Synchronize with the table of contents  INTRODUCTION



Materials donated by Pioneer Men and Women of Colorado (1950); Mr. and Mrs. Benjamin Draper (1959); and Sarah Mundhenk (1979).


The collection is open for research.


These papers are the physical property of the Denver Public Library.


All requests for permission to publish, reproduce, or quote from material in the collection should be discussed with the appropriate librarian or archivist. Permission for publication may be given on behalf of the Denver Public Library as the owner of the physical item. It is not intended to include or imply permission of the copyright holder, which also must be obtained by the customer. The Library does not assume any responsibility for infringement of copyright or publication rights of the manuscript held by the writer, heirs, donors, or executors. Reproduction restrictions are decided on a case-by-case basis.


[Identification of item], Society of Colorado Pioneers Records, WH1685, Western History Collection, Denver Public Library.


Number of OVBoxes: 2, 1 folio




Roger L. Dudley

March 2008


Ellen Zazzarino


The Society of Colorado Pioneers was formed on January 16, 1872, after previous failed attempts in 1859 and 1866. Anselm H. Barker was elected chairman at the first organizational meeting. Six days later, a constitution and by-laws were adopted and Hiram P. Bennett was elected president.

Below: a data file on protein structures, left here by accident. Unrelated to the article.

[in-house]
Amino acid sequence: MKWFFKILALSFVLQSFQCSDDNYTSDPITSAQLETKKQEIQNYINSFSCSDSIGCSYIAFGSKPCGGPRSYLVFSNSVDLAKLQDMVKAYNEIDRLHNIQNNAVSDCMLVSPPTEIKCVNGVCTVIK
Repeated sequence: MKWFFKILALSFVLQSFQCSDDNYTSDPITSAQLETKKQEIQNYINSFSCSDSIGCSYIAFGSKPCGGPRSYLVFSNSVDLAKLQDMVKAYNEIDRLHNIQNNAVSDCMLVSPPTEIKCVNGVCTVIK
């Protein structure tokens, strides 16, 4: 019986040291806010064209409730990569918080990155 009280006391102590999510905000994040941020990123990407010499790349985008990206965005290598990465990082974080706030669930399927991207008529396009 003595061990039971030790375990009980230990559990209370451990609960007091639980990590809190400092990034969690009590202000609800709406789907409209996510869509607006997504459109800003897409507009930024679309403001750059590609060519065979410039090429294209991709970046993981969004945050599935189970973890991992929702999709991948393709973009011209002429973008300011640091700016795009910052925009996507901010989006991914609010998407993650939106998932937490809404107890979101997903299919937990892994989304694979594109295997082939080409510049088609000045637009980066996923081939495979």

Membership in the organization was limited to men who had arrived in what was then Kansas Territory prior to December 31, 1859. The Society of Colorado Pioneers began to meet regularly only just before Colorado statehood in 1876. At the March 10, 1876 meeting the Society amended its constitution to allow men who arrived during 1860 to become members. On July 14, 1884, the Society of Colorado Pioneers was incorporated under Colorado law. Articles of incorporation and a code of by-laws to replace their 1872 constitution were adopted June 27, 1887. Founding members signed the constitution and by-laws and paid $2.50 in dues. Women pioneers who arrived prior to January 1, 1861 were eligible as honorary members and were exempt from dues.

In 1894, the Society moved into its headquarters and club rooms in the Charles Block (room 309) on the southeast corner of 15th and Curtis Streets. Rooms were provided free of charge. After moving to room 612 in 1928, the Society remained in the Charles Block until it was razed in June 1939. They were housed temporarily in the Quincy Building until their new headquarters were ready in the Johnson Building on the northwest corner of 17th and Glenarm.

One of the constitutional obligations of the Society, was to assist pioneers who had fallen on hard times, whether burdened by medical bills or had died without funds or friends. The responsibility for aid rested with the women of the Society, so in September 1889 the pioneer's wives organized as a women's auxiliary. On March 29, 1894 the women's auxiliary was incorporated.